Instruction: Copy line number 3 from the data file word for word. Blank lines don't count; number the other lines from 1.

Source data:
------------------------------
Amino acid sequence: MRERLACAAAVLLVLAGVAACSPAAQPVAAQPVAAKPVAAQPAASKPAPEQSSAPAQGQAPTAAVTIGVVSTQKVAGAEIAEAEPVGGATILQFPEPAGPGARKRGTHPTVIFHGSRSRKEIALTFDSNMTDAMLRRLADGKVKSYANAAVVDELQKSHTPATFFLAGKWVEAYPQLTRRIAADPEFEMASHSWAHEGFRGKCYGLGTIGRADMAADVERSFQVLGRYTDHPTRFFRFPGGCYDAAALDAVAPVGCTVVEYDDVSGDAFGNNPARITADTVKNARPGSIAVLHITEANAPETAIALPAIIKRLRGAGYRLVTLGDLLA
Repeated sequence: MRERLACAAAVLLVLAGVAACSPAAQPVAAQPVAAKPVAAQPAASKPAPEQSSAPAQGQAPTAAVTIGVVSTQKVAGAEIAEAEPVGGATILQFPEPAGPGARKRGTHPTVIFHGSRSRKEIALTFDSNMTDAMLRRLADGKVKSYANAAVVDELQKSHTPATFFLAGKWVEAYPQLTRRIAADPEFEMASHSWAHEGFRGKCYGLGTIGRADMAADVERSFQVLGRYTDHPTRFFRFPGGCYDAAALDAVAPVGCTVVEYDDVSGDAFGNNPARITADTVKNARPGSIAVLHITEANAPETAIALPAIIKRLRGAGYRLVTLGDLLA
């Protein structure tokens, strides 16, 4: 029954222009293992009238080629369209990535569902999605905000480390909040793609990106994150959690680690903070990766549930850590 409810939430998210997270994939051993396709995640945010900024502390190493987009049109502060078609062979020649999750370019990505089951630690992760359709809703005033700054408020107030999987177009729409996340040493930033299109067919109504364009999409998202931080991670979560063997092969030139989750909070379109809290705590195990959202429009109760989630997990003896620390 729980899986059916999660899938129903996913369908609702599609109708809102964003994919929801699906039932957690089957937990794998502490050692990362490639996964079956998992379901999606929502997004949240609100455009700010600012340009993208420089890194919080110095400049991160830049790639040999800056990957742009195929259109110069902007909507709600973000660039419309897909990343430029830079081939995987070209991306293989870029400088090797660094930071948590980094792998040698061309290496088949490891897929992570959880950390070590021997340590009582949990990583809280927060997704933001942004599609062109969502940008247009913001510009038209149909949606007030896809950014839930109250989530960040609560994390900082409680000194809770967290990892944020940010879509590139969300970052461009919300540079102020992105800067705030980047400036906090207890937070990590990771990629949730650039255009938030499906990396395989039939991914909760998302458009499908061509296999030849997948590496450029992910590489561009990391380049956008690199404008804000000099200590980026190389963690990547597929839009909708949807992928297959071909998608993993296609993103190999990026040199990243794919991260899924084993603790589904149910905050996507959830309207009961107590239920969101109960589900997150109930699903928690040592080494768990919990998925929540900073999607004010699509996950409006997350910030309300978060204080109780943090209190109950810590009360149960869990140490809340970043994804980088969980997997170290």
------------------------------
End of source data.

């Protein structure tokens, strides 16, 4: 029954222009293992009238080629369209990535569902999605905000480390909040793609990106994150959690680690903070990766549930850590 409810939430998210997270994939051993396709995640945010900024502390190493987009049109502060078609062979020649999750370019990505089951630690992760359709809703005033700054408020107030999987177009729409996340040493930033299109067919109504364009999409998202931080991670979560063997092969030139989750909070379109809290705590195990959202429009109760989630997990003896620390 729980899986059916999660899938129903996913369908609702599609109708809102964003994919929801699906039932957690089957937990794998502490050692990362490639996964079956998992379901999606929502997004949240609100455009700010600012340009993208420089890194919080110095400049991160830049790639040999800056990957742009195929259109110069902007909507709600973000660039419309897909990343430029830079081939995987070209991306293989870029400088090797660094930071948590980094792998040698061309290496088949490891897929992570959880950390070590021997340590009582949990990583809280927060997704933001942004599609062109969502940008247009913001510009038209149909949606007030896809950014839930109250989530960040609560994390900082409680000194809770967290990892944020940010879509590139969300970052461009919300540079102020992105800067705030980047400036906090207890937070990590990771990629949730650039255009938030499906990396395989039939991914909760998302458009499908061509296999030849997948590496450029992910590489561009990391380049956008690199404008804000000099200590980026190389963690990547597929839009909708949807992928297959071909998608993993296609993103190999990026040199990243794919991260899924084993603790589904149910905050996507959830309207009961107590239920969101109960589900997150109930699903928690040592080494768990919990998925929540900073999607004010699509996950409006997350910030309300978060204080109780943090209190109950810590009360149960869990140490809340970043994804980088969980997997170290």